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Understanding mental capacity
Understanding mental capacity

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3.2 Mental capacity, mental health services and the law

Sometimes children and young people demonstrate worrying or dangerous behaviour towards themselves or others. Usually support and treatment, can be provided with their cooperation and consent. Sometimes, however, they do not consent and family members and professionals have to make the difficult decision as to whether support and treatment should be given compulsorily. This will often involve admission to a residential care home or hospital from which the child or young person is not allowed to leave. It may also include the enforced administration of medication against their will. These decisions must be lawful and the least restrictive option available. 

Mental health legislation for detaining a person requires a qualified person specified in law to make a judgement that the person – be they a child, a young person or an adult – has a mental disorder which requires treatment and compulsory detention. Such treatment must be deemed to be in the best interests of the person and, in some cases, for the protection of others. The informal term used to describe this legal detention and treatment is ‘sectioned [Tip: hold Ctrl and click a link to open it in a new tab. (Hide tip)] ’, as it refers to a section of mental health law. 

Mental capacity legislation generally has a broader remit. It is used when a person may be a risk to themselves or others usually due to impaired mental capacity to make autonomous or age-appropriate decisions as might be the case for someone with severe learning disabilities, for example. Some people may need to have their liberty constrained, such as in a locked or restricted care home. They may not have a mental illness that is treatable.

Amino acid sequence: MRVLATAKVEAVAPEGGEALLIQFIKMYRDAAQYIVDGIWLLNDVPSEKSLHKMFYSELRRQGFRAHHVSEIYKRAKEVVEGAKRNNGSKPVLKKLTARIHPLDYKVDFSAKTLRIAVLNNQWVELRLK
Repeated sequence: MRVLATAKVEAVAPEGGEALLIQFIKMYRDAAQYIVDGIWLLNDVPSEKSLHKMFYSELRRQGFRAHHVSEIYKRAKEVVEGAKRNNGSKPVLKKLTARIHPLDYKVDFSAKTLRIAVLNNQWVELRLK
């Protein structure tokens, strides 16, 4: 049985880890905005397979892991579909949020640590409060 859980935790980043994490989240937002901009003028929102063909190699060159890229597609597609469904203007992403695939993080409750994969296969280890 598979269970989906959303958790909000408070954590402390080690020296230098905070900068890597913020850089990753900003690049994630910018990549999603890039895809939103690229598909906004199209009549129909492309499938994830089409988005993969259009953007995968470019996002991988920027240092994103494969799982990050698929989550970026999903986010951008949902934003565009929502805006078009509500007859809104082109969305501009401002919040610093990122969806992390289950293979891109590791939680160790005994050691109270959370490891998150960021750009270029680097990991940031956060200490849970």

For children and young people under 16, those with parental responsibility are usually in a position to provide consent, unless a court determines otherwise. If it is necessary to deprive 16- or 17-year olds of their liberty, this should be done under mental capacity or mental health legislation. Such a decision requires a thorough knowledge of the law to ensure that any such detention and treatment are safe and lawful.

Activity _unit6.3.2 Activity 6 Being sectioned for anorexia nervosa

Timing: Allow about 15 minutes

Watch this video from YouTube in which a young person recounts ‘being sectioned’ because of her anorexia nervosa. She addresses the view expressed by other young people suffering from anorexia that they want to be sectioned. However, having been sectioned herself, she explains that it is far from glamorous and not something she wants to repeat. 

In the text box below, note what this has taught you about the impact of being sectioned and how this might be confused with changes to mental capacity.

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In the video, the young person’s capacity to make decisions was clearly impaired at the relatively young age of 14 or 15 years. This seems to have been related to issues relating to eating, self-image and self-harm rather than a general inability to function independently, although this is not clear from the video. She was diagnosed as having a treatable mental illness, sectioned and detained in hospital where she received life-saving treatment, probably against her will, at least initially. 

This is an example of a temporary loss of mental capacity, where the law used to intervene in her best interests was mental health legislation, not mental capacity legislation.